Wednesday & Thursday Sept. 21 & 22, 2011

Quote of the Day:  "Common sense and a sense of humor are the same thing, moving at different speeds. A sense of humor is just common sense, dancing." - William James, American psychologist and philosopher (1842 - 1910)

Learning Targets:
  • How would you compare the lives and teachings of Jesus and the Buddha? In what different ways did the two religions evolve after the deaths of their founders?
  • In what ways was Christianity transformed in the five centuries following the death of Jesus?
  • What aspects of Zoroastrianism and Judaism subsequently found a place in Christianity and Islam?
  • What was distinctive about the Jewish religious tradition?
1. DO NOW QUESTIONS: Choose one of the two Big Picture Questions and answer as completely as you can:
  • “Religion is a double-edged sword, both supporting and undermining political authority and social elites.” How would you support both sides of this statement?
  • How would you define the appeal of the religious/cultural traditions discussed in this chapter? To what groups were they attractive, and why?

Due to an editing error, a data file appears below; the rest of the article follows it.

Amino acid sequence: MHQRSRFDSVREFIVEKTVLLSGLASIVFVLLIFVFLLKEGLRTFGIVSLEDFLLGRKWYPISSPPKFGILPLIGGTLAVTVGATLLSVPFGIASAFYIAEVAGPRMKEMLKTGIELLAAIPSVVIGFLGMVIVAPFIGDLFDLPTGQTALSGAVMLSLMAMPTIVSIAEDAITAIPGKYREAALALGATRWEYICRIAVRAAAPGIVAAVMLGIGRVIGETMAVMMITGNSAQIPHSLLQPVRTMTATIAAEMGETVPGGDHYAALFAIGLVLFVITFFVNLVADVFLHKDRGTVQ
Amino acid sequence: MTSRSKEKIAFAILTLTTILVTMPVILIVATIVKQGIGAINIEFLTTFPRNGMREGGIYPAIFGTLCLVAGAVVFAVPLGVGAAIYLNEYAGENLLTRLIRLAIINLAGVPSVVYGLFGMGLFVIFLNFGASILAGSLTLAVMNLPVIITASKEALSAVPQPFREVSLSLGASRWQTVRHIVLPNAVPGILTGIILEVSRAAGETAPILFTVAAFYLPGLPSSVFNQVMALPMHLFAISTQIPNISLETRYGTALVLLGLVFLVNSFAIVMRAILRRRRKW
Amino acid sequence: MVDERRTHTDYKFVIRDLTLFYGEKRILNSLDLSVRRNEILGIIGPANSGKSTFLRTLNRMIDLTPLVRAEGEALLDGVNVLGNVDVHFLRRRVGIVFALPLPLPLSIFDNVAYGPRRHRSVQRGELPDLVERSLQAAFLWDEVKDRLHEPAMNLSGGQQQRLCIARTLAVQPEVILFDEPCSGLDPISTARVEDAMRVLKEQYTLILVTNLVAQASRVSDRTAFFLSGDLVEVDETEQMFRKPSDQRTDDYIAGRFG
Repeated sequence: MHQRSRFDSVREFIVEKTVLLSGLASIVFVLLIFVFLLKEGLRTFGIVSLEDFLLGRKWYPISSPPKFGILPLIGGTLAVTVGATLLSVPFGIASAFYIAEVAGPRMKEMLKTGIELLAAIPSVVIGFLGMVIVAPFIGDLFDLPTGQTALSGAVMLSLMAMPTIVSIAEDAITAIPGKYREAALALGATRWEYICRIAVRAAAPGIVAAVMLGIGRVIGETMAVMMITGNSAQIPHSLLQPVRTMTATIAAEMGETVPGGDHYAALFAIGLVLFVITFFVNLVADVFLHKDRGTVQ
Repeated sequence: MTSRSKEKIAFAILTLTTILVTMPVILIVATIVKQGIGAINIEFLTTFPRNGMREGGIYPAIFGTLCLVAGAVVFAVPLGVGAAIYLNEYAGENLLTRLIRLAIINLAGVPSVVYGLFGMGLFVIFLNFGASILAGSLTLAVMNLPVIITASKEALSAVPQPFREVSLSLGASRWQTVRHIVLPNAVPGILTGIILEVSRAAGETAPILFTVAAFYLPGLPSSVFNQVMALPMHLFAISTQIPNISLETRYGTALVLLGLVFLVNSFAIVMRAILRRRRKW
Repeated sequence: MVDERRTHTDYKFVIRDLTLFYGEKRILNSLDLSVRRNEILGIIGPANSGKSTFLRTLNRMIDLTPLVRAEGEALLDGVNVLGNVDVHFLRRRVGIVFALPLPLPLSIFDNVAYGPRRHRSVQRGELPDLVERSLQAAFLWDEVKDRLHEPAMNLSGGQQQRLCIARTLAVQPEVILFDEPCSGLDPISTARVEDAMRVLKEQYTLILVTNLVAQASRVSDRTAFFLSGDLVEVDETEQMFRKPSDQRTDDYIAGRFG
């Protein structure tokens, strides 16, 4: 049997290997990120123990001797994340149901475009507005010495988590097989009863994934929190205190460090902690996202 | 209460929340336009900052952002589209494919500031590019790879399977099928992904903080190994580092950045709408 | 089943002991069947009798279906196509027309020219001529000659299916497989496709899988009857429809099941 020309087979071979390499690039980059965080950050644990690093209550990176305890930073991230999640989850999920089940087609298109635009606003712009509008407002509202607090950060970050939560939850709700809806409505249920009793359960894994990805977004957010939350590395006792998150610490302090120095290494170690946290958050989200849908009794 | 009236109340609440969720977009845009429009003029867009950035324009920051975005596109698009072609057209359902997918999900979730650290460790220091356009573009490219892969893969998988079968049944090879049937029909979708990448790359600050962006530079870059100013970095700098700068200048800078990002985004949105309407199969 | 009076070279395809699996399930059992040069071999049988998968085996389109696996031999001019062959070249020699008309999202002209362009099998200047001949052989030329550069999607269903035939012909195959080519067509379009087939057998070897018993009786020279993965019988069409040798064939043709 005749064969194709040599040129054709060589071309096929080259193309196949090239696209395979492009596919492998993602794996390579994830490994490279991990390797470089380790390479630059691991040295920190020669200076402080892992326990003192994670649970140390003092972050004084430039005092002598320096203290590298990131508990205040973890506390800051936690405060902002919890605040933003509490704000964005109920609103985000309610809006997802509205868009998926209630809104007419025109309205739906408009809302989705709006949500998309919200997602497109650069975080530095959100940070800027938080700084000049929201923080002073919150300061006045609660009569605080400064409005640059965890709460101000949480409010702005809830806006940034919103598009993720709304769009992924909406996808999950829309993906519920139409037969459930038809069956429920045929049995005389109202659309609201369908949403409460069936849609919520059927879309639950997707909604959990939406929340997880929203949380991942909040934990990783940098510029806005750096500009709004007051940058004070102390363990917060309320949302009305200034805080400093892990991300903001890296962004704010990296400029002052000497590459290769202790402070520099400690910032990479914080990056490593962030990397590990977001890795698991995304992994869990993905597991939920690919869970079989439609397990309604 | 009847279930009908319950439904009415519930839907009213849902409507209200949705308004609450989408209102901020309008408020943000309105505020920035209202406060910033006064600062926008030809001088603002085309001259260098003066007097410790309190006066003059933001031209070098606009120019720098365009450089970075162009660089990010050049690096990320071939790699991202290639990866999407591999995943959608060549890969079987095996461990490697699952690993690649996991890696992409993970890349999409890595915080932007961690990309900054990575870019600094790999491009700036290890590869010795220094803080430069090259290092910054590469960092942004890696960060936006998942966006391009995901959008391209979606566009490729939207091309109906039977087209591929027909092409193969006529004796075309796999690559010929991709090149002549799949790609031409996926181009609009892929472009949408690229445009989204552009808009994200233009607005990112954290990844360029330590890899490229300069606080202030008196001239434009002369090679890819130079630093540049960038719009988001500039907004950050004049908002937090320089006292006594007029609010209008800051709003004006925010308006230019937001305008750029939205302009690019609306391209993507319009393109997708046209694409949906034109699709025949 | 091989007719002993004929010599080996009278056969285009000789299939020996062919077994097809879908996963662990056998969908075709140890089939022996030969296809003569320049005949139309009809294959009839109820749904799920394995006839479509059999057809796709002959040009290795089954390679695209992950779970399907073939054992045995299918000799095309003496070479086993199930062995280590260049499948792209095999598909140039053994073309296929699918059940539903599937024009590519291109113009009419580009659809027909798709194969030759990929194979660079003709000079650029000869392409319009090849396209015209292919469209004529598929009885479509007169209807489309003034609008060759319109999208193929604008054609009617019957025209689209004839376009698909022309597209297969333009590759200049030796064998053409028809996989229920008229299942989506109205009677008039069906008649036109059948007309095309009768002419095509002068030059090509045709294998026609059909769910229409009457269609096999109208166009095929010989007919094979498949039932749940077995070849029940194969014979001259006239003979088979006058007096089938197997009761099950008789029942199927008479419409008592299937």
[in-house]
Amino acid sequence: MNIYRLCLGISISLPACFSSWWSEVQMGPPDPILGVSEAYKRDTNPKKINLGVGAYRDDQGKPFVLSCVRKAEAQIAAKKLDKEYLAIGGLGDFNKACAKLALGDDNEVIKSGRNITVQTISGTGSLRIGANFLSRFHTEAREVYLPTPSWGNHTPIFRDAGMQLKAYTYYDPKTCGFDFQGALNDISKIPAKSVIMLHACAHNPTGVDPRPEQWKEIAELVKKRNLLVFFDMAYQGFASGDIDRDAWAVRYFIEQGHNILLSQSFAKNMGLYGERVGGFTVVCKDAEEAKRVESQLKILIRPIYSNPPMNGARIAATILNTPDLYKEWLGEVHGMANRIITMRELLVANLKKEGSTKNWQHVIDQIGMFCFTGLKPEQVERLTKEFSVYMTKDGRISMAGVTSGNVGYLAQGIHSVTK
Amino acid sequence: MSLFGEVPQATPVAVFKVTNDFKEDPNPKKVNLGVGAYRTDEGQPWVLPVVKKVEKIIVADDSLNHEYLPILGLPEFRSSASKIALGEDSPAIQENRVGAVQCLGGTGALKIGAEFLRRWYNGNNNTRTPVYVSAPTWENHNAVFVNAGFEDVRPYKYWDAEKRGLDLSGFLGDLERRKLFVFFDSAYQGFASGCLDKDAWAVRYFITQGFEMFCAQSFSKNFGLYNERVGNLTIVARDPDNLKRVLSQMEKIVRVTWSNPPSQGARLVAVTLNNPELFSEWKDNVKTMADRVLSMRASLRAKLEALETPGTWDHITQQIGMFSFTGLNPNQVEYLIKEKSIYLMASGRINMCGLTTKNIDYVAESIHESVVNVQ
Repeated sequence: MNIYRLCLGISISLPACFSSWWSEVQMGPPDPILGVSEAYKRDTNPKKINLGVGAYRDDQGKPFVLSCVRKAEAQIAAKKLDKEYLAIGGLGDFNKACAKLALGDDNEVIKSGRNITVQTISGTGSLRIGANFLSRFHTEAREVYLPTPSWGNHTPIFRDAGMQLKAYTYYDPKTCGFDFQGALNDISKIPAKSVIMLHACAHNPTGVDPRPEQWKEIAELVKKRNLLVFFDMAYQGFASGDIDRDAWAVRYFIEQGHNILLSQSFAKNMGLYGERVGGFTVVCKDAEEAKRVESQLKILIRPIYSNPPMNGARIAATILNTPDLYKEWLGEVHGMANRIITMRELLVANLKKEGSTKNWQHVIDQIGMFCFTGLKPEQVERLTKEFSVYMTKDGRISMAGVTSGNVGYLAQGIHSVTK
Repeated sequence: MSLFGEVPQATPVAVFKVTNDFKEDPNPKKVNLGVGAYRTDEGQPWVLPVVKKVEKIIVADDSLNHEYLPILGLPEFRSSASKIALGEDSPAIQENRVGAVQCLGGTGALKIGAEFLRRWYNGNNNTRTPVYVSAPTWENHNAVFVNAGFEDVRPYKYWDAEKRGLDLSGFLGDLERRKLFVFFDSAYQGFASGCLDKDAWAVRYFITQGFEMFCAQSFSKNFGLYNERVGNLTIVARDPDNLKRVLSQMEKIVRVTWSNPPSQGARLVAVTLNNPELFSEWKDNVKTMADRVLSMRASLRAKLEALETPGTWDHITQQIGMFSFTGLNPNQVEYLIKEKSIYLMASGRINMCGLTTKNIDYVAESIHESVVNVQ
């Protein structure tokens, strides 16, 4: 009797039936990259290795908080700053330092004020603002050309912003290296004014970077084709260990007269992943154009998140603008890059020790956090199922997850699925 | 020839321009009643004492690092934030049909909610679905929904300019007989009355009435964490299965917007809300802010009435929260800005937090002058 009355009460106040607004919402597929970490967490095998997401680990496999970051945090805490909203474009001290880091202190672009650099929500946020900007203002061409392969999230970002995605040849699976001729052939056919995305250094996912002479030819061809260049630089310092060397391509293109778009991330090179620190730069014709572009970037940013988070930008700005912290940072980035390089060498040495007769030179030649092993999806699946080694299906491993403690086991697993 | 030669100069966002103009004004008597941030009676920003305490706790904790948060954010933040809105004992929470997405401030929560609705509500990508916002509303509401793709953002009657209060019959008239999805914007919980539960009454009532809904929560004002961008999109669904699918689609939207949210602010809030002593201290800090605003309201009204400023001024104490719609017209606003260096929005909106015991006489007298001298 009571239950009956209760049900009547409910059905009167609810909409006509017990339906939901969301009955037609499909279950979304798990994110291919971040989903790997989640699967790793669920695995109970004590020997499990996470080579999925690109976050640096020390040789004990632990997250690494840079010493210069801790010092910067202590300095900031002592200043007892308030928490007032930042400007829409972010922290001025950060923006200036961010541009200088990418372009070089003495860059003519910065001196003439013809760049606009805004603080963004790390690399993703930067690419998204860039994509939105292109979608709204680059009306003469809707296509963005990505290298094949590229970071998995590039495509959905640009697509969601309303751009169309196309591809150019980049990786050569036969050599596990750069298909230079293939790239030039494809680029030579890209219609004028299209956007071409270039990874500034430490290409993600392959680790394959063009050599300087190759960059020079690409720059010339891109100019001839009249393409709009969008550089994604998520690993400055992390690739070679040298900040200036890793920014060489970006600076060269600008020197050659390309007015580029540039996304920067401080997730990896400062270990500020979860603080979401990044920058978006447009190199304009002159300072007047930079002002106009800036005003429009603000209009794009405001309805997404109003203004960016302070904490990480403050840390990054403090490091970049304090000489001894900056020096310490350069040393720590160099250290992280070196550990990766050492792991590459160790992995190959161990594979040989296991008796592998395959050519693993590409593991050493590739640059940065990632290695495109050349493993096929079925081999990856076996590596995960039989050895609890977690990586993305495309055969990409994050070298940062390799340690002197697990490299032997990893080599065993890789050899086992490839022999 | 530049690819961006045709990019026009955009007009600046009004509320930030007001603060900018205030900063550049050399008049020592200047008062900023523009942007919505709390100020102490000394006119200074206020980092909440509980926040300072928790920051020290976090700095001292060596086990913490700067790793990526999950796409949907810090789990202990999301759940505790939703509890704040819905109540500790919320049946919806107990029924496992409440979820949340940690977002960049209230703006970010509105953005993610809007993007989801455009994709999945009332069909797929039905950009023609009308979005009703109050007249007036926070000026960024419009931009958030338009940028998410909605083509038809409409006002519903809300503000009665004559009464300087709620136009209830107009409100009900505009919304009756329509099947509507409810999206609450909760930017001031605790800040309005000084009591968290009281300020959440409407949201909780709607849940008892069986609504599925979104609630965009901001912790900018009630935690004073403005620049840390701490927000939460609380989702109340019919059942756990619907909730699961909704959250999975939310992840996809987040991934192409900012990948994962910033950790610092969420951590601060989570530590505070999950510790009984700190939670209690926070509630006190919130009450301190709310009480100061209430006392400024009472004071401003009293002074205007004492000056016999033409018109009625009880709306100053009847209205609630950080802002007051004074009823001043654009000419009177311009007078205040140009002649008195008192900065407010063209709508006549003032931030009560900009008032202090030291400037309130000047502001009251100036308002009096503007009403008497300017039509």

Write out your answer in your notes.
(This week the Big Idea questions from Strayer will be our Do Now questions. You also have the opportunity to answer one of them in essay form for extra credit on the test. It is due just before the test on Friday.)

2. Students will do document study from Strayer 5 in groups. We will discuss the documents and compare the religious traditions for the first 50 minutes of the class period.

I. Confucius Analects
II. Bagavad Gita
III. Plato's Apology
IV. The Gospel of Matthew
V. Visual Sources - The Buddha

Focus on these questions:

Using the Evidence:

The Good Life in Classical Eurasia
  • Making comparisons: In describing the “good life” or the “good society,” what commonalities do you see among these four documents? What differences are apparent? How might the authors of each text respond to the ideas of the others?
  • Placing texts in context: In what ways was each of these texts reacting against the conventional wisdom of their times? How was each shaped by the social and political circumstances in which they were composed?
  • Relating spirituality and behavior: What is the relationship between religion (the transcendent realm of the gods or the divine) and moral behavior on earth in each of these documents? How does the “good life” relate to politics?
  • Defining the “good person”: How do each of these texts characterize the superior person or the fully realized human being? How do they define personal virtue?
3. Notes & Discussion: Monotheistic Religious traditions. The final portion of the period will be discussion about the monotheistic traditions: Zoroastrianism, Judaism, and Christianity.

Extra Credit - Big Question Essay due before the test Friday.